LPLD Alliance represent patients living with Familial Lipoprotein Lipase Deficiency. In this guest blog, Jill Prawer tells talks about the condition, and what LPLD Alliance is doing for patients.
Imagine what life is like if your primary relationship with food is distrust. That eating the ‘wrong’ thing can leave you in excruciating pain, exhausted, fearful and unable to think clearly. And that it’s often difficult to identify what’s ‘right’ and what’s ‘wrong’.
Imagine living like this in isolation – never meeting anyone experiencing the same thing.
Unfortunately this can be the experience for those with the ultra-rare condition Lipoprotein LipaseDeficiency (Familial Chylomicronemia Syndrome). People with this genetic condition don’t producelipoprotein lipase, the enzyme which breaks down fat. Instead the fat stays in the bloodstreamgiving it a milky-white appearance which is the condition’s main identifying clinical symptom.
Currently there is no effective treatment for LPLD other than limiting how much fat is eaten. People with the condition are advised to eat between 10g and 20g fat daily and to drink no alcohol. If fat is eaten – and this is fat from any source – patients experience symptoms including abdominalpain which can be severe, brain-fog, fatigue (like after eating a large meal, but permanently), jointand back pain, memory problems, yellow spots (xanthoma) and most severe and potentially life-threatening, pancreatitis.
Repeated episodes of pancreatitis make patients more prone to developing diabetes type 2 whichmeans further restrictions to the diet as high blood sugar is turned to fat by the body. For women,pregnancy is risky as fat levels rise automatically increasing the possibility of pancreatitis.
Living successfully with the condition means managing symptoms. It means never feeling confident about the food being eaten unless its ingredients and how it was prepared have been checked beforehand. It means watching others feast while picking over an undressed salad. It means makingphone calls and sending emails in advance to check catering will be suitable every time food is eatenaway from home (or providing your own). It means that travelling abroad is difficult.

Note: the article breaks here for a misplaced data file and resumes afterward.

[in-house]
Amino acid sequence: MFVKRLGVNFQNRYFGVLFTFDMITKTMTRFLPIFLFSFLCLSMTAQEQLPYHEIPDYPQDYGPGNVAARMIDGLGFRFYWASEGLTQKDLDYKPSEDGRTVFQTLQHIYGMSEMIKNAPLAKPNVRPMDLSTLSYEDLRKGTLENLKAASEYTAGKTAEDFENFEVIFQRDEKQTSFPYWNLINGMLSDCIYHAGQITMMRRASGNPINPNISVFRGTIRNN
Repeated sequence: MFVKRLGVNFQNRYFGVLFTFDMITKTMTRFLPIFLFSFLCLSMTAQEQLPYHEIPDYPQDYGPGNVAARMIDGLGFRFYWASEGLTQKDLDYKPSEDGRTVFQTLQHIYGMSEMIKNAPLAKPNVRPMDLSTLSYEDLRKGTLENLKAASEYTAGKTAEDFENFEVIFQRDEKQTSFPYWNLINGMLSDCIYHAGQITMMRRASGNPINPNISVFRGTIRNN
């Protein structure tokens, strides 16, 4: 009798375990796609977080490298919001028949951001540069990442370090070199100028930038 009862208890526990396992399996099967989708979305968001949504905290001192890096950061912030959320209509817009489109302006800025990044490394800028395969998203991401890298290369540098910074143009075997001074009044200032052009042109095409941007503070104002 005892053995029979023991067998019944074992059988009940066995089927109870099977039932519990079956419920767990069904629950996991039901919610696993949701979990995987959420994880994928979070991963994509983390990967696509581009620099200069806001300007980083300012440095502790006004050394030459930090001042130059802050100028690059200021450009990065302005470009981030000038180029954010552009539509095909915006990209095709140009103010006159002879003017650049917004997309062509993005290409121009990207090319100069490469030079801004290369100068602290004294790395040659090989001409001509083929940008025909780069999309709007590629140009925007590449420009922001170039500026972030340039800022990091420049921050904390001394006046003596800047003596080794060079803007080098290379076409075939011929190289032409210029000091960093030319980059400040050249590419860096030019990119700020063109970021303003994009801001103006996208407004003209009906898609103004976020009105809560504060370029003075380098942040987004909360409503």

LPLD Alliance was set up to support patients with this ultra-rare condition (it occurs in 1 to 2 people per million) and was given its charity number in March of this year. Our aim is to build a supportive community of patients to break this isolation. We aim to raise awareness of the condition and to advocate forexcellence in care and access to new medicines. We want to enable people with the condition to beable to participate more fully in life and reduce their symptoms.
LPLD Alliance was founded by Jill Prawer who was diagnosed with the condition aged two. She instigated the creation of the LPLD community on RareConnect (EURORDIS) in 2012 and became a Fellow of EUPATI (the European Patients Academy on Therapeutic Innovation) having successfully completed the course on medicines development in February 2016. The Board of trustees bring a range of relevant experience to the charity.
LPLD Alliance has represented patients at NICE, has consulted on a quality of life questionnaire aiming to capture the burden of disease, and will be arranging patient meetings in collaboration with hospital consultants.If you have a diagnosis of LPLD, or know someone who does, please get in touch to let us know how we can best offer support. You can find us at www.lpldalliance.org or on Facebook at LPLD Alliance.